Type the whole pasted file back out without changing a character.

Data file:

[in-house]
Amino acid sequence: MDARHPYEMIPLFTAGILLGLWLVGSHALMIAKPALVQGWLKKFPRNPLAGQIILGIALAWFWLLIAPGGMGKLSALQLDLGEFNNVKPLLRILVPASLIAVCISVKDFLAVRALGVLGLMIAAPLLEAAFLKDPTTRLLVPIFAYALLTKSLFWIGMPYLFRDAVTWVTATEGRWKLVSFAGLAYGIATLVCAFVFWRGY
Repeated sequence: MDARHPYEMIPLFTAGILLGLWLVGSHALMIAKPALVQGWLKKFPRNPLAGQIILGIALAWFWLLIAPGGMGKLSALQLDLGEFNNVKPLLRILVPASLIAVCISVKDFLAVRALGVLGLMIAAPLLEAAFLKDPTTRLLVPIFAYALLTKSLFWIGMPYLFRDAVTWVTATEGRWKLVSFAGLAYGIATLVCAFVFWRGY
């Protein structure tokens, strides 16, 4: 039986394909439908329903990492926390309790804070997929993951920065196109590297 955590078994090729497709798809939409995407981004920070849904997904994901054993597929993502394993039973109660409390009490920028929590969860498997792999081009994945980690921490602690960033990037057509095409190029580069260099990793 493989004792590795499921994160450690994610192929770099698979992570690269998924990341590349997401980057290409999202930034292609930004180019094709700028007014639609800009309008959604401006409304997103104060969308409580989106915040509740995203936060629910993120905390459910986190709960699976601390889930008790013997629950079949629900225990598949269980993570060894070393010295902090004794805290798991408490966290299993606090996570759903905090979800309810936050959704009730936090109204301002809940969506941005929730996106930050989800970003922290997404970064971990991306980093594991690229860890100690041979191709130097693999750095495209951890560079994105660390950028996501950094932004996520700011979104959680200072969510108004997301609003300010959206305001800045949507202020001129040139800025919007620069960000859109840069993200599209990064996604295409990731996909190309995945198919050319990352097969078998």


[in-house]
Amino acid sequence: MDARHPYEMIPLFTAGILLGLWLVGSHALMIAKPALVQGWLKKFPRNPLAGQIILGIALAWFWLLIAPGGMGKLSALQLDLGEFNNVKPLLRILVPASLIAVCISVKDFLAVRALGVLGLMIAAPLLEAAFLKDPTTRLLVPIFAYALLTKSLFWIGMPYLFRDAVTWVTATEGRWKLVSFAGLAYGIATLVCAFVFWRGY
Repeated sequence: MDARHPYEMIPLFTAGILLGLWLVGSHALMIAKPALVQGWLKKFPRNPLAGQIILGIALAWFWLLIAPGGMGKLSALQLDLGEFNNVKPLLRILVPASLIAVCISVKDFLAVRALGVLGLMIAAPLLEAAFLKDPTTRLLVPIFAYALLTKSLFWIGMPYLFRDAVTWVTATEGRWKLVSFAGLAYGIATLVCAFVFWRGY
């Protein structure tokens, strides 16, 4: 039986394909439908329903990492926390309790804070997929993951920065196109590297 955590078994090729497709798809939409995407981004920070849904997904994901054993597929993502394993039973109660409390009490920028929590969860498997792999081009994945980690921490602690960033990037057509095409190029580069260099990793 493989004792590795499921994160450690994610192929770099698979992570690269998924990341590349997401980057290409999202930034292609930004180019094709700028007014639609800009309008959604401006409304997103104060969308409580989106915040509740995203936060629910993120905390459910986190709960699976601390889930008790013997629950079949629900225990598949269980993570060894070393010295902090004794805290798991408490966290299993606090996570759903905090979800309810936050959704009730936090109204301002809940969506941005929730996106930050989800970003922290997404970064971990991306980093594991690229860890100690041979191709130097693999750095495209951890560079994105660390950028996501950094932004996520700011979104959680200072969510108004997301609003300010959206305001800045949507202020001129040139800025919007620069960000859109840069993200599209990064996604295409990731996909190309995945198919050319990352097969078998």